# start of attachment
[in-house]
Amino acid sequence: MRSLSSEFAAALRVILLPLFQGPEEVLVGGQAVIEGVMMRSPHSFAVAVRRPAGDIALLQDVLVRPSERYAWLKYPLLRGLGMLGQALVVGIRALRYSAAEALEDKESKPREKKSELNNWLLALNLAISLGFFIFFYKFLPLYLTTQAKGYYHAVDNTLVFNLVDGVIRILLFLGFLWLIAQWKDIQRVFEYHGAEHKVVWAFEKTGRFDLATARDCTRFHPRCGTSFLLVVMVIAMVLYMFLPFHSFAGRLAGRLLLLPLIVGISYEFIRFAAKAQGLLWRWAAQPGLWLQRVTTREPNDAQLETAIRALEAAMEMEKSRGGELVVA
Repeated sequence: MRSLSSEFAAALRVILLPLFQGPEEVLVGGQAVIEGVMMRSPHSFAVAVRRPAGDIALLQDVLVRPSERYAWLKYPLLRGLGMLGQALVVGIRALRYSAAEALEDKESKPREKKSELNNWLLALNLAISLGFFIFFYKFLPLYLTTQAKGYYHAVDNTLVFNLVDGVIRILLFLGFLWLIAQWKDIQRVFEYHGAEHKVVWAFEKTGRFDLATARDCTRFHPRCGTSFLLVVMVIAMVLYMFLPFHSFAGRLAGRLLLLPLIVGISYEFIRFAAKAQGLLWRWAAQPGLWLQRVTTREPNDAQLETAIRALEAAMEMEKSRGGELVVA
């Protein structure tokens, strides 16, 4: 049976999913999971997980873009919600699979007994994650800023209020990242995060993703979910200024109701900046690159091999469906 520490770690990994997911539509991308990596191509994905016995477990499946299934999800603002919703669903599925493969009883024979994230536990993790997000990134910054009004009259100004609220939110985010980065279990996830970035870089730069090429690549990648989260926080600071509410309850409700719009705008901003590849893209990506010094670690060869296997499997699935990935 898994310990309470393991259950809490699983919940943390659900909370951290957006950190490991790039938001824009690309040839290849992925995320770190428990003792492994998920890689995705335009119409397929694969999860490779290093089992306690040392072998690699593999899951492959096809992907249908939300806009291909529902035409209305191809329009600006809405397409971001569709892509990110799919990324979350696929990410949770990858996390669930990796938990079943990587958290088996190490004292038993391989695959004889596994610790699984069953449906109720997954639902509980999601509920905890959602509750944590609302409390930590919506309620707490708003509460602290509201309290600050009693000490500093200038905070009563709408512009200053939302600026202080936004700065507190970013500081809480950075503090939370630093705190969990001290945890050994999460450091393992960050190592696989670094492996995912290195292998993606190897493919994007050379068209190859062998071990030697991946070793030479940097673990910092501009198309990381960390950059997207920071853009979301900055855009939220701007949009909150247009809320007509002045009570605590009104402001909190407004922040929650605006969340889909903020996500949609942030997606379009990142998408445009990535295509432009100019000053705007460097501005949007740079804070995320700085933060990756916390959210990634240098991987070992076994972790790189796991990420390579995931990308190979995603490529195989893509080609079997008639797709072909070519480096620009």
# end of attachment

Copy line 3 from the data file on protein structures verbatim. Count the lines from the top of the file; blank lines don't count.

Repeated sequence: MRSLSSEFAAALRVILLPLFQGPEEVLVGGQAVIEGVMMRSPHSFAVAVRRPAGDIALLQDVLVRPSERYAWLKYPLLRGLGMLGQALVVGIRALRYSAAEALEDKESKPREKKSELNNWLLALNLAISLGFFIFFYKFLPLYLTTQAKGYYHAVDNTLVFNLVDGVIRILLFLGFLWLIAQWKDIQRVFEYHGAEHKVVWAFEKTGRFDLATARDCTRFHPRCGTSFLLVVMVIAMVLYMFLPFHSFAGRLAGRLLLLPLIVGISYEFIRFAAKAQGLLWRWAAQPGLWLQRVTTREPNDAQLETAIRALEAAMEMEKSRGGELVVA